We have created a new image called “techiescorner/apache-wp”. To push this image to our repository for later use execute below command.

[root@localhost ~]# docker push techiescorner/apache-wp
The push refers to a repository [docker.io/techiescorner/apache-wp]
164265d99fe1: Pushed
44f45df05729: Mounted from techiescorner/apache2-php
75e13e83c45c: Mounted from techiescorner/apache2-php
94d1d153ee24: Mounted from techiescorner/apache2-php
9d9ce07adeea: Mounted from techiescorner/apache2-php
latest: digest: sha256:b6bda42b08bc3bfcfb68603284752eabad32230a0119ed00e9a9ffe5737d4931 size: 3455

Here, we have created our own docker image and pushed our docker hub repository.

To know more about how to create an image from the running container, please click here

Now run a new container from this images ( techiescorner/apache-wp  image)

[root@localhost ~]# docker run -d --name ApacheWP -it -p 80:80 techiescorner/apache-wp
3b4dfd238776173f2bb4c029b23d720565106b5ff56a170acb7e241f9a7c7702

[root@localhost ~]# docker ps -a
CONTAINER ID   IMAGE                     COMMAND                  CREATED             STATUS              PORTS                NAMES
3b4dfd238776   techiescorner/apache-wp   "docker-php-entryp..."   51 seconds ago      Up 51 seconds       0.0.0.0:80->80/tcp   ApacheWP

Yes, our webserver ( container name: ApacheWP ) is running. Move to your browser and access the IP address to see our website is loading with WordPress setup page.

In order to complete the WordPress installation we need a Database server, for this, we will create another container.

Create the second container:

For this, I am using an official MySQL ( version 5.6) container image provided by Oracle from the docker HUB.

Download the image.

[root@localhost ~]# docker pull mysql:5.6
Trying to pull repository docker.io/library/mysql ...
5.6: Pulling from docker.io/library/mysql
683abbb4ea60: Pull complete
0550d17aeefa: Pull complete
7e26605ddd77: Pull complete
Digest: sha256:0267b9b43034ed630e94f846ca825140994166c6c7d39d43d4dbe8d1404e1129
Status: Downloaded newer image for docker.io/mysql:5.6

[root@localhost ~]# docker images
REPOSITORY                          TAG                 IMAGE ID            CREATED             SIZE
docker.io/mysql                     5.6                 7edb93321b06        5 days ago          256 MB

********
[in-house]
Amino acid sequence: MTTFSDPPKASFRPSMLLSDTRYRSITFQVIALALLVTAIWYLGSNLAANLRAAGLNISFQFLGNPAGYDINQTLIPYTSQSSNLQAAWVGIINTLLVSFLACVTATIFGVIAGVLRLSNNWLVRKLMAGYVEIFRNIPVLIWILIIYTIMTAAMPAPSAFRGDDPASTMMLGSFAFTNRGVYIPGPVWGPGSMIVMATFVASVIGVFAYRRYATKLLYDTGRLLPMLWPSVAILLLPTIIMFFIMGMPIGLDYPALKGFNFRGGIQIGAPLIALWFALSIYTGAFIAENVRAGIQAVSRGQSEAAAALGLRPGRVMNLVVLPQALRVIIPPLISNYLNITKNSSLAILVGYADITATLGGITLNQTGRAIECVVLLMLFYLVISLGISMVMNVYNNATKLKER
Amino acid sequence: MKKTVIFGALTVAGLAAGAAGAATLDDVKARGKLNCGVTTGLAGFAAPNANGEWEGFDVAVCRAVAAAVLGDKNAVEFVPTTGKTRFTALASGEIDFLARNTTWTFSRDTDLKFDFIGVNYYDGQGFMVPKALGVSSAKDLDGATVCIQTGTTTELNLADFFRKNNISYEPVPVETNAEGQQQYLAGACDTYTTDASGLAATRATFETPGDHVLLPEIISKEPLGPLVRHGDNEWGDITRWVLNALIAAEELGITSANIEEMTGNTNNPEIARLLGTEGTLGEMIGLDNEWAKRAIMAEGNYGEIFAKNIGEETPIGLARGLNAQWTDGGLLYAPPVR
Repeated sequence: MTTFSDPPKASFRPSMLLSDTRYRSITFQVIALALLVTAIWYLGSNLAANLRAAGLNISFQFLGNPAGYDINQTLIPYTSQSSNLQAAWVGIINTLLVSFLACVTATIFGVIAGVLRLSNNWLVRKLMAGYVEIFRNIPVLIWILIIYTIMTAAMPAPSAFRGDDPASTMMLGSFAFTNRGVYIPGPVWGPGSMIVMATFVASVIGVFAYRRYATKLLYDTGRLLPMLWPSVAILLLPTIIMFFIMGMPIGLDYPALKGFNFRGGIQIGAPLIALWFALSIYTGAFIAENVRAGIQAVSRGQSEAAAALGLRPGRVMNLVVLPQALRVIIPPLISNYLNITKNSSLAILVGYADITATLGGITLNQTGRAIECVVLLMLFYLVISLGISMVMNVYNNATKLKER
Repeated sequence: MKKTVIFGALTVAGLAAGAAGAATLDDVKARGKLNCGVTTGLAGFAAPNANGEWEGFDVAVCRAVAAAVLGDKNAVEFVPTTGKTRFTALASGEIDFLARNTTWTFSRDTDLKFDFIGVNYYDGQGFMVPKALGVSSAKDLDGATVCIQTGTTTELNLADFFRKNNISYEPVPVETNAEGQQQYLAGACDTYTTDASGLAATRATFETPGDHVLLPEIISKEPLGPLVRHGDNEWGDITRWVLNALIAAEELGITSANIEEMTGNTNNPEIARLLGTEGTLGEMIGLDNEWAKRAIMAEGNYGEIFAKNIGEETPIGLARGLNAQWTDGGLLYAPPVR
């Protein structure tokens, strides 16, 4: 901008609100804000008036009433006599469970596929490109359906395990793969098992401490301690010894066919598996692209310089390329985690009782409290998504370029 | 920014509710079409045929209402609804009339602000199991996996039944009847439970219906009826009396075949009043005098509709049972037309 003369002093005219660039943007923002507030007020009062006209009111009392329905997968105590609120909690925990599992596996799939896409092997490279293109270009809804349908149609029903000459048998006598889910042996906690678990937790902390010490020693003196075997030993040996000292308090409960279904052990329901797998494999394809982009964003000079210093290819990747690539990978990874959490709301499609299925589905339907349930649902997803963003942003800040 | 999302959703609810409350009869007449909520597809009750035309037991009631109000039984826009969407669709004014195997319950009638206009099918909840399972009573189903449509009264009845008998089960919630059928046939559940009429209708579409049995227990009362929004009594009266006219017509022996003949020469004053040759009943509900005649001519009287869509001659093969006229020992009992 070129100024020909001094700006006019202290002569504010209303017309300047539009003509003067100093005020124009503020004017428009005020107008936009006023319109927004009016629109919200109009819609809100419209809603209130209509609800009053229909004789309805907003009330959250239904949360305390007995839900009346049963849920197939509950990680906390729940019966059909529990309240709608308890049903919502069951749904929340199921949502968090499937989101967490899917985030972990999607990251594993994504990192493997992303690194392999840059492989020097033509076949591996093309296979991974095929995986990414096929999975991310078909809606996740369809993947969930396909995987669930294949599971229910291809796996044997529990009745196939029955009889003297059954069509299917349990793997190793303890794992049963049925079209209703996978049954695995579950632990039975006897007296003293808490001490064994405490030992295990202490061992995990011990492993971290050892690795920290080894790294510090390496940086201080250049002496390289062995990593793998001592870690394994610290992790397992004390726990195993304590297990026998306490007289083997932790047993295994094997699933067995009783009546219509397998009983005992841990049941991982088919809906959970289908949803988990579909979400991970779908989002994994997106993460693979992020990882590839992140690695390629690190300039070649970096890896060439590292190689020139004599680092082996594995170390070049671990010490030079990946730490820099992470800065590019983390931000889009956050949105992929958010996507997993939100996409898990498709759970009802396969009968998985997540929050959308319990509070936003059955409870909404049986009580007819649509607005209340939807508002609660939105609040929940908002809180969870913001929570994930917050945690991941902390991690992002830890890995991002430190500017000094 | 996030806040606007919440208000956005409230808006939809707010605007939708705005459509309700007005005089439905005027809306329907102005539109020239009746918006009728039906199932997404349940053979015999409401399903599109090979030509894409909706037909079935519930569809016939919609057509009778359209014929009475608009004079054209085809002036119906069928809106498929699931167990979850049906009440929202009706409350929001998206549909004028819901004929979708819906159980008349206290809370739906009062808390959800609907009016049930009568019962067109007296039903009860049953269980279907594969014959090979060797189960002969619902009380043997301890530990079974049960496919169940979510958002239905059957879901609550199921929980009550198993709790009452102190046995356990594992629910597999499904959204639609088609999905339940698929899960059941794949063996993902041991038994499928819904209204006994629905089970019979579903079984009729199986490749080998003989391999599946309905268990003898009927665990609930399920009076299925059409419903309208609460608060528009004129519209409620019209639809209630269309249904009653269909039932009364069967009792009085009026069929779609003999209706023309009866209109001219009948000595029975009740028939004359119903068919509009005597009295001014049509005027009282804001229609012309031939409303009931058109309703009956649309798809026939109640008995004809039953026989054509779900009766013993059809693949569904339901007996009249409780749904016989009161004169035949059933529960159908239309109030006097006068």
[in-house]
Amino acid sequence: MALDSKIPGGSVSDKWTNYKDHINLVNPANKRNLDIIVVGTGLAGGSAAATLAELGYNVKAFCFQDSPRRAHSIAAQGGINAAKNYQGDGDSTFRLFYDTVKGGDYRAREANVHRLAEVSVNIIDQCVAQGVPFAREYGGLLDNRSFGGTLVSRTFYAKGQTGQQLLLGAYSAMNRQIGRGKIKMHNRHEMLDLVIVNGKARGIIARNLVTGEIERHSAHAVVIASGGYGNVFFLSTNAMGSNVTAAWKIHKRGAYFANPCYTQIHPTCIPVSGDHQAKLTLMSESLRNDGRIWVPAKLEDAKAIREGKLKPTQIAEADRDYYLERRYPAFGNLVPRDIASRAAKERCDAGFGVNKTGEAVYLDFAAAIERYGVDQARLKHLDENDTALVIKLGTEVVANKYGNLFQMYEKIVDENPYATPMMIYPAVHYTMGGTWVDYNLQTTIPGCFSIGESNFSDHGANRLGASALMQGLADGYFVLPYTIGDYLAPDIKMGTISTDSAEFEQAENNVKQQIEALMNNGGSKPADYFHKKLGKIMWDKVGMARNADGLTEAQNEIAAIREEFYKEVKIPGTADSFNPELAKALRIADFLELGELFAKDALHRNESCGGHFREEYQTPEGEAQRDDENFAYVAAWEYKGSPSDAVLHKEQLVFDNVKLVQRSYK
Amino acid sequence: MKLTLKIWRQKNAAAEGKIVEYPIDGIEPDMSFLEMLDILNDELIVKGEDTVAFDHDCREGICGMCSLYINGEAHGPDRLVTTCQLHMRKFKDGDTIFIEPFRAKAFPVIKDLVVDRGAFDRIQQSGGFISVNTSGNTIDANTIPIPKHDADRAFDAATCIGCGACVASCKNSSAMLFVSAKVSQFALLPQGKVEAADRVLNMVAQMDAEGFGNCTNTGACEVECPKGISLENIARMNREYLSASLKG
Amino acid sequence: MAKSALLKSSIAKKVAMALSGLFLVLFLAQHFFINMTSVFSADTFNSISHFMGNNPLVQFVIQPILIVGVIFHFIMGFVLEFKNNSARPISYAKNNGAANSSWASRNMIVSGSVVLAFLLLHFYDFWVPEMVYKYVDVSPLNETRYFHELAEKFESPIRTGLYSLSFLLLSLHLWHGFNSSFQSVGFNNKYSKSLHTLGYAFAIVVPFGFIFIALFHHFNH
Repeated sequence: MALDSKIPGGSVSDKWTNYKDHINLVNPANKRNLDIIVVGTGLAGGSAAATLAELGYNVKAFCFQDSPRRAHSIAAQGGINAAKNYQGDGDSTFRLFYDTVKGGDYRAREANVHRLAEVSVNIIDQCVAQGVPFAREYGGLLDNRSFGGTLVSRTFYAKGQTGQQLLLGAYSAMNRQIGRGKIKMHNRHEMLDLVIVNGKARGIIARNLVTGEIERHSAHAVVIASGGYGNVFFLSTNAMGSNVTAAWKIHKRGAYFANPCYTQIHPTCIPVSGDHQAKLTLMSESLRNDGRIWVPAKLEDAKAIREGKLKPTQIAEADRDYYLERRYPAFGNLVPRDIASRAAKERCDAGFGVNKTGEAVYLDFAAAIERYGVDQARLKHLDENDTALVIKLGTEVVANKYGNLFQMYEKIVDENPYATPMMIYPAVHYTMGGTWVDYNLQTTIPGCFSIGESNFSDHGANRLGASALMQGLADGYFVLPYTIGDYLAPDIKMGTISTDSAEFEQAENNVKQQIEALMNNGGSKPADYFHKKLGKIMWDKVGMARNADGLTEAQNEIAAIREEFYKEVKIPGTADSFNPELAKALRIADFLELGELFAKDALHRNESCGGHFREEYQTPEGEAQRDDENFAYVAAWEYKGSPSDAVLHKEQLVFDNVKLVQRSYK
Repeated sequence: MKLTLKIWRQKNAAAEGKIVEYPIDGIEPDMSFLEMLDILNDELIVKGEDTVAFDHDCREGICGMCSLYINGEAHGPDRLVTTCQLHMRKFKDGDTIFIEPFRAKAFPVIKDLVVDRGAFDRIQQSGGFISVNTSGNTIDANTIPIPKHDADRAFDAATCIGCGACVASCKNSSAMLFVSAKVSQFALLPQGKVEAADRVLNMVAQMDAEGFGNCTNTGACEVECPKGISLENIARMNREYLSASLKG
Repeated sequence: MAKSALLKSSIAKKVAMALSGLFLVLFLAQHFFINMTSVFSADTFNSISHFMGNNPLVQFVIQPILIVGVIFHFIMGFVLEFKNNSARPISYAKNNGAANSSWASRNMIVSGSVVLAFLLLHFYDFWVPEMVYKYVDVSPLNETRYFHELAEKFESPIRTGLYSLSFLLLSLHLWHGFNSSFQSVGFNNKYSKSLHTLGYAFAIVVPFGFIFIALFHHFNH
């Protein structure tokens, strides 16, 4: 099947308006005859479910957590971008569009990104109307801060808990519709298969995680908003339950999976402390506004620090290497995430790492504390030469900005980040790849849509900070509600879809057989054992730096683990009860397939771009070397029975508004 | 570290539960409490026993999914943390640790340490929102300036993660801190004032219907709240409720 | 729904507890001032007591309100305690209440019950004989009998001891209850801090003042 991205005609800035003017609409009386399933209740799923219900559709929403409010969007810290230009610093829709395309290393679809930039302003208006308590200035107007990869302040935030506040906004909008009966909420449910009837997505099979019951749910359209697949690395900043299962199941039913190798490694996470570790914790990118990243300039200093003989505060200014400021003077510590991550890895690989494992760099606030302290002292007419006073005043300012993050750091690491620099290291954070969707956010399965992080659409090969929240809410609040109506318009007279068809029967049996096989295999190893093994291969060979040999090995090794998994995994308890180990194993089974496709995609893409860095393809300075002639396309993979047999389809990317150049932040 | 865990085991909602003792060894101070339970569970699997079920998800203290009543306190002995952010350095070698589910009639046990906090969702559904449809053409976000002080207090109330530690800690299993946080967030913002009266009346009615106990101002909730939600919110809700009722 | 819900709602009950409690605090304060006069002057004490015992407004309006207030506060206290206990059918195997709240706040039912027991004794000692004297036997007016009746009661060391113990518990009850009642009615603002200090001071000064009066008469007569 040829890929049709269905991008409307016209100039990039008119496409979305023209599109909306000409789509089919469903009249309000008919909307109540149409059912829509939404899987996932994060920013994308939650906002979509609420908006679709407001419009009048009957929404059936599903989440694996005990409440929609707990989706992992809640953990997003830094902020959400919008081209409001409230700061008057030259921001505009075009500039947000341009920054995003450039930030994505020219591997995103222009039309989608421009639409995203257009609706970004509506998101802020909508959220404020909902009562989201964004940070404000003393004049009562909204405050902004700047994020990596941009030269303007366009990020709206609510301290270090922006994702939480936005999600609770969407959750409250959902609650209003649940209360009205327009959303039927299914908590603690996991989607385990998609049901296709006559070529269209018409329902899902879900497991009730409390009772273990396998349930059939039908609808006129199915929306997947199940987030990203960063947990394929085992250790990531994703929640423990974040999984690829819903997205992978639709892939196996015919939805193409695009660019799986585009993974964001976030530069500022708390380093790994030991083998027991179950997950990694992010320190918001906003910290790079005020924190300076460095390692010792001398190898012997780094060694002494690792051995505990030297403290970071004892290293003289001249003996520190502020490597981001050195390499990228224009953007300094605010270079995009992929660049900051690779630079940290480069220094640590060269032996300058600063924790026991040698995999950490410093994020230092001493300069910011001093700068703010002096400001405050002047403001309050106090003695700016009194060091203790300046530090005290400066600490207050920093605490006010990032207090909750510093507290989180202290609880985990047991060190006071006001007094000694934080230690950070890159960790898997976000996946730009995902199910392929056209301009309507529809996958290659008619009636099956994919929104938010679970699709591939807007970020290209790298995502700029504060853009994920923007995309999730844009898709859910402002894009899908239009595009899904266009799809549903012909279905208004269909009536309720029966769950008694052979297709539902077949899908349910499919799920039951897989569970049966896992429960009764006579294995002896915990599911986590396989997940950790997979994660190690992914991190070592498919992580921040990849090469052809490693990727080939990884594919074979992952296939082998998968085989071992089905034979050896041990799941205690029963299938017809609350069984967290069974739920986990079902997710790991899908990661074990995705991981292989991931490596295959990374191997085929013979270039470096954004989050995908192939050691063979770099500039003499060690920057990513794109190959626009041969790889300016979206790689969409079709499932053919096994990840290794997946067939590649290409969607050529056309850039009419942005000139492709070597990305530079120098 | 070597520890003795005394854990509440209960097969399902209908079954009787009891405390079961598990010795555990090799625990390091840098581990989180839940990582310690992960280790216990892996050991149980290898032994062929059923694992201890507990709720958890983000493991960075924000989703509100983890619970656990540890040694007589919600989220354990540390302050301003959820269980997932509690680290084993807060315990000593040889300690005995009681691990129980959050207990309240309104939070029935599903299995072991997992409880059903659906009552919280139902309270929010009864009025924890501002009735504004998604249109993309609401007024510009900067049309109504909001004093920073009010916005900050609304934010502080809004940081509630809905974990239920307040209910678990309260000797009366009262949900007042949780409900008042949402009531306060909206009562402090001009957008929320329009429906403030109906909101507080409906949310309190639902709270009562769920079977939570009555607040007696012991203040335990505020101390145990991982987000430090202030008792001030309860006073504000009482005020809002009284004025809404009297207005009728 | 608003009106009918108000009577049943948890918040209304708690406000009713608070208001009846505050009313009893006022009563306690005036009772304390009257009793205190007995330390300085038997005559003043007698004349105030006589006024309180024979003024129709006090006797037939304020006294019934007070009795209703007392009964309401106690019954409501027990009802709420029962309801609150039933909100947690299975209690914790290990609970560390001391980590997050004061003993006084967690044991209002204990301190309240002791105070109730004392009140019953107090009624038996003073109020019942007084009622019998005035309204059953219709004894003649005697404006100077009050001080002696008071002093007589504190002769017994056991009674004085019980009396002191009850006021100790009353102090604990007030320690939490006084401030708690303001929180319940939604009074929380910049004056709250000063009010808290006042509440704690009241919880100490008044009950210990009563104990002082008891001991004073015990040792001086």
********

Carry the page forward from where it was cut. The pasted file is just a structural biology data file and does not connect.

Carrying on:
docker.io/techiescorner/apache-wp   latest              ee7dbf0c65da        6 days ago          431 MB
docker.io/php                       7.0-apache          647225efc6f2        2 weeks ago         367 MB

Create a container from this mysql image. This container will use as our Database server.

# docker run --name dbserver -e MYSQL_ROOT_PASSWORD=rootpw -d mysql:5.6
083047bf94bf3c62a831f02088dd7770923c017005517841db516b2d082d9537

Don’t forget to assign a root password for the MySQL server.

Now we have two running containers.

 

But in order to work the  WordPress website hosted in the apacheWP container, it should connect to the Database server. How can we establish this? for this, docker service is providing an inbuilt network. To list the available network run the following command.

# docker network ls

The Bridge network is the default network where all the containers will run. Let’s inspect our docker containers network. For this run the following command.

[root@localhost ~]# docker network inspect bridge
[
    {
        "Name": "bridge",
        "Id": "cc3c870c95d7090a074b39b7db3dbecae3273bccff09c0f98f649fb3e68e9cfe",
        "Created": "2018-08-05T11:00:40.878317292-04:00",
        "Scope": "local",
        "Driver": "bridge",
        "EnableIPv6": false,
        "IPAM": {
            "Driver": "default",
            "Options": null,
            "Config": [
                {
                    "Subnet": "172.17.0.0/16",
                    "Gateway": "172.17.0.1"
                }
            ]
        },
        "Internal": false,
        "Attachable": false,
        "Containers": {
            "3394470530fd2e67bda175aef0f2fb263d4bb866460ebf16183f738103ef8516": {
                "Name": "dbserver",
                "EndpointID": "e473ec6f8e848744a6969724d18d7f6544fd17b4460758bbe244ad5b7d032a0d",
                "MacAddress": "02:42:ac:11:00:03",